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  • 1. 18-methoxycoronaridine A review by Jonathan Freedlander, BA
  • 2. Introduction
    • Synthetic iboga alkaloid congener
    • Developed by team at Albany Medical College
      • Primary investigator: Stanley Glick
    • Similar anti-addictive effects as ibogaine seen in animal research
    • Non-tremerogenic and non-neurotoxic
    • May not be a psychedelic
  • 3. Effects
    • No evidence of tremorogenic activity
    • Does not decrease heart rate, ibogaine can
    • No evidence of neurotoxicity at doses up to 300 mg/kg
      • Glick et al hypothesize that ibogaine’s putative neurotoxicity at high doses is due to its overstimulation of the olivio-cerebellar pathway, damaging Purkinje cells
    • Attenuates self-administration of cocaine, morphine, alcohol, methamphetamine, and nicotine in rats
  • 4.
    • Attenuates of symptoms of morphine withdrawal (teeth chattering, wet-dog shakes, and diarrhea)
    • Does not affect grooming behavior
      • Ibogaine decreases grooming behaviour (grooming behavior is another sign of morphine withdrawal in rats)
    • Does decrease burying behavior (another withdrawal symptom)
      • Ibogaine does not decrease burying behavior
  • 5.
    • Least effective on methamphetamine, most effective on nicotine
    • Longer lasting reduction of morphine self administration than ibogaine
    • Approximately twice as potent in attenuation of oral nicotine self-administration as ibogaine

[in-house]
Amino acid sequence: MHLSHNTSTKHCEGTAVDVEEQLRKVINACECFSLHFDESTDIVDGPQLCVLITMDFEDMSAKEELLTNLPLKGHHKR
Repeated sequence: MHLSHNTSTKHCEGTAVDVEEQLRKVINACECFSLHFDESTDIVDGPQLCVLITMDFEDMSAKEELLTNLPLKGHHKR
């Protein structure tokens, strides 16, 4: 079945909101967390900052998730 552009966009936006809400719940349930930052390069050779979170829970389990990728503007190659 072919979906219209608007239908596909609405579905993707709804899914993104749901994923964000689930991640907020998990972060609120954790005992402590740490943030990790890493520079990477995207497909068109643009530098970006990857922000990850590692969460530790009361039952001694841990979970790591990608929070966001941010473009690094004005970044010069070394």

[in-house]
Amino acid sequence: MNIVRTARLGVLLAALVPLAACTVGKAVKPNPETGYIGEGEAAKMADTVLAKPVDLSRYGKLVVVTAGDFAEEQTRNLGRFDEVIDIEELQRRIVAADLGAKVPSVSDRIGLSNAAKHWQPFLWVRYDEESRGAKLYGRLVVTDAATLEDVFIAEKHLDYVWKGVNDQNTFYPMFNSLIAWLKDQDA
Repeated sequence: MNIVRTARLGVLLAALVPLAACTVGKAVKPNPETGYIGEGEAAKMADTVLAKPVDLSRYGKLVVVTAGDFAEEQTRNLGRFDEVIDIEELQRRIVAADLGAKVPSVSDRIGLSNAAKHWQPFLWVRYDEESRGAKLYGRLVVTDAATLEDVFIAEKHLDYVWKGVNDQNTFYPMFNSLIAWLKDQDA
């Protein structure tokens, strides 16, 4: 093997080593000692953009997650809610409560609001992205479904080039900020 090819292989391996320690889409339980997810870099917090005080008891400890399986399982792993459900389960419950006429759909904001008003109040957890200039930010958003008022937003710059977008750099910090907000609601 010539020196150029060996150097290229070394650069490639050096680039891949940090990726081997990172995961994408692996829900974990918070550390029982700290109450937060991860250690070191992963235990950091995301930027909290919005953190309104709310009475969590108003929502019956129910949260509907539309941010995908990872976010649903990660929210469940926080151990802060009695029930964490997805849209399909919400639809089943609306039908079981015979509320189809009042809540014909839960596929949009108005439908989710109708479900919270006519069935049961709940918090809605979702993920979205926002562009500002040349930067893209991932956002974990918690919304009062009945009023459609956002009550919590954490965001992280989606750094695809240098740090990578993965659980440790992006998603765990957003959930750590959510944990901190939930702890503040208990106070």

• Attenuation of morphine and cocaine self- administration lasted at least a day, and up to two weeks after repeated administration
  • 6.
    • Some rats responded to treatment (for morphine and cocaine) after one dose, some after two or doses, and a few did not respond at all
    • 18-MC pretreatment enhances morphine induced locomotor activation in acute morphine treat rats, but blocks locomotor sensitization in rats having been repeatedly administered morphine
      • Ibogaine reduces morphine induced locomotion in acute morphine treated rats
  • 7.
    • Does not affect responding for a nondrug reinforcer (water)
      • Ibogaine has been shown to decrease responding for water
    • Like ibogaine, attenuates and then increases cocaine and methamphetamine induced locomotion and stereotypy
    • Like ibogaine, reduces methamphetamine induced behavioral disinhibition and novelty seeking
      • As measured by # of entries into the open arm of a maze
  • 8. Pharmacology
    • Primary mechanism of action thought to be decrease of extracellular dopamine and the DA metabolite dihydroxyphenylacetic acid (DOPAC) in the nucleus accumbens (NAC)
      • Does not affect level of DA metabolite homovanillic acid (HVA) in the NAC
      • Attenuates nicotine, morphine, and cocaine induced dopamine release
      • May affect cocaine induced locomotion via action at some sites downstream of the midbrain dopamine neurons
  • 9.
      • Does not affect basal dopamine,HVA, or DOPAC
      • Lack of effect on HVA shows that it may exert its dopaminergic effects by interfering with DA release mechanisms, without affecting DA synthesis
    • Unlike ibogaine, does not cause an increase in extracellular serotonin in the nucleus accumbens
      • This is why it is hypothesized that 18-MC may not be psychedelic
  • 10.
    • Like ibogaine, acts as an antagonist at  3  4 nicotinic receptors
    • Similar affinity for kappa opioid receptors as ibogaine
    • Significantly lower affinity for delta opioid receptors than ibogaine
      • This is presumed to be the reason for the difference in effects on morphine induced locomotion